Washington, D.C.

Democrats plan to filibuster to thwart Gorsuch nomination

Schumer: 'My vote will be no'
Judge Neil Gorsuch, President Trump’s nominee for the Supreme Court.
PHOTOGRAPHER:
Judge Neil Gorsuch, President Trump’s nominee for the Supreme Court.

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WASHINGTON — The Senate Democratic leader, Chuck Schumer of New York, on Thursday vowed to lead an attempt to filibuster the Supreme Court nomination of Judge Neil Gorsuch, as supporters and critics traded dueling views on the fourth and final day of the Senate Judiciary Committee’s confirmation hearings.

While a parade of witnesses spoke in the committee room, Schumer went to the Senate floor and announced that he and other Democrats would refuse to permit an up-or-down vote on President Donald Trump’s nominee. The Senate’s “cloture” rule requires a supermajority of 60 votes to overcome such a filibuster.

“After careful deliberation I have concluded that I cannot support Judge Neil Gorsuch’s nomination to the Supreme Court,” Schumer said. “His nomination will have a cloture vote. He will have to earn 60 votes for confirmation. My vote will be no, and I urge my colleagues to do the same.”


If at least 41 of the chamber’s 48 Democrats stick together in the filibuster, it would force the Senate majority leader, Mitch McConnell, R-Ky., to decide whether to try to change the rules of the chamber and approve Gorsuch with a simple majority. Trump has urged McConnell to take that step if necessary.

McConnell has said he wants the Senate to confirm Gorsuch to fill the vacancy, which was created by the death of Justice Antonin Scalia a year ago, before departing for a scheduled recess on April 7.

During the four days of hearings, even Gorsuch’s critics did not dispute his credentials. On Thursday, representatives of the American Bar Association told the committee that it had unanimously found Gorsuch to be “well qualified,” the group’s highest rating. That was particularly notable in light of studies that have shown the group has tended to favor the nominees of Democratic presidents.

“We do not give the well-qualified rating lightly,” said Nancy Scott Degan, an official of the bar association.

The group also had given its highest rating to Judge Merrick B. Garland, whom President Barack Obama nominated for the Supreme Court last year. Senate Republicans refused to consider Garland’s nomination, and liberal groups have been pressuring Democrats to filibuster the vote on Gorsuch.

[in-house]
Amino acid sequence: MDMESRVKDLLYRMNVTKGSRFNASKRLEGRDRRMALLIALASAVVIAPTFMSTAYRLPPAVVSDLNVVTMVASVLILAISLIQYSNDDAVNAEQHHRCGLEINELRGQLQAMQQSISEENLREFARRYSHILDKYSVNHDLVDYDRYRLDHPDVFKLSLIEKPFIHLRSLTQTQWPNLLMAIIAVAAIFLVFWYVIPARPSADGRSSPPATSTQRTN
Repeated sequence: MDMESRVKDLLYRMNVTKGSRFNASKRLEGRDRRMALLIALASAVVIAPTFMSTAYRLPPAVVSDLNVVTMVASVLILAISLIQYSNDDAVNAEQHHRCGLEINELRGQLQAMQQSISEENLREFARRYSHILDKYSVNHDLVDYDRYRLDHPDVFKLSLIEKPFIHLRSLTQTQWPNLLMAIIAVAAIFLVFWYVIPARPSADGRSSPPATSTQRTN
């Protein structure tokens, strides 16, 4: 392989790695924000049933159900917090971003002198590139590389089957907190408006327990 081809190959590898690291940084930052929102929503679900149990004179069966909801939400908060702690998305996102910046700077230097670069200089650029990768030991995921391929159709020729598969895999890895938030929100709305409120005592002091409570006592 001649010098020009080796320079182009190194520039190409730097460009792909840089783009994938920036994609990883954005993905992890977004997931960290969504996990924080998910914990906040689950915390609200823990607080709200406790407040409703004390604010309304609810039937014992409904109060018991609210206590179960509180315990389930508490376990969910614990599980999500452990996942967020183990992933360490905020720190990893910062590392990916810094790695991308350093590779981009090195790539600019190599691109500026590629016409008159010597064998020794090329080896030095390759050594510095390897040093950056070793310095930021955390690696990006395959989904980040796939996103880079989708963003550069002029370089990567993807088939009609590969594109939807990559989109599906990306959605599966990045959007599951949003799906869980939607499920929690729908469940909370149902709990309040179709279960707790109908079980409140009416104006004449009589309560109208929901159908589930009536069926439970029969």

Four years ago, when Democrats controlled the Senate and Republican senators were blockading Obama’s appeals court and executive branch nominees, Democrats changed the chamber’s rules to bar filibusters for such positions — but left the filibuster rule in place for Supreme Court nominations.

To eliminate the filibuster for Supreme Court nominees, Republicans would need to vote in virtual lock-step: The party effectively has only 51 votes right now because one member, Sen. Johnny Isakson, R-Ga., is recuperating from back surgery, so just two Republican senators could block a rules change.

Still, Gorsuch’s nomination is broadly popular among conservatives. The question facing Democrats is whether to have a filibuster fight over Gorsuch, highlighting what they consider the theft of a seat they believe Obama had a right to fill, or whether to save that attention-grabbing tactic for a hypothetical future vacancy if a more liberal justice dies or steps down and Trump nominates a staunch conservative who would shift the court’s balance.

Despite the escalating political friction, the atmosphere in the Judiciary Committee hearing room on Thursday was often more perfunctory than passionate, as panels of witnesses selected by Democrats and Republicans alternately expressed concerns that Gorsuch was too conservative or praised him as a well-qualified and careful judge.

Two of Gorsuch’s former colleagues on the 10th U.S. Circuit Court of Appeals, in Denver — Deanell Reece Tacha, appointed by President Ronald Reagan, and Robert Harlan Henry, appointed by President Bill Clinton — praised his intellect and temperament.

But others expressed concerns. One strain of criticism came from human rights and civil liberties activists, who expressed alarm over Gorsuch’s experiences as a Justice Department official in the Bush administration in 2005 and 2006, when he helped to defend and advance the executive branch’s positions on matters like detainee treatment and surveillance.

Jameel Jaffer, who litigated national-security cases against the government as the former deputy legal director of the American Civil Liberties Union, urged the committee to scrutinize more closely Gorsuch’s views on executive power and individual rights.

Jaffer pointed to documents showing, for example, that Gorsuch had worked to get Congress to enact a law stripping courts of jurisdiction to hear lawsuits by Guantánamo Bay detainees, and in one email chain he criticized law firms that helped represent prisoners in seeking judicial review of their detention.

But Jaffer said he had been pleased to hear Gorsuch disavow on Wednesday a 2006 email sent while at the Justice Department. Gorsuch had circulated an article criticizing lawyers from top law firms who were representing people detained at Guantánamo Bay, Cuba. “It seems odd to me that more hasn’t been made about this,” the judge had commented in the email.

On Wednesday, Gorsuch told the committee that the email had not been “my finest hour” and that he had been “blowing off steam with a friend, privately.”

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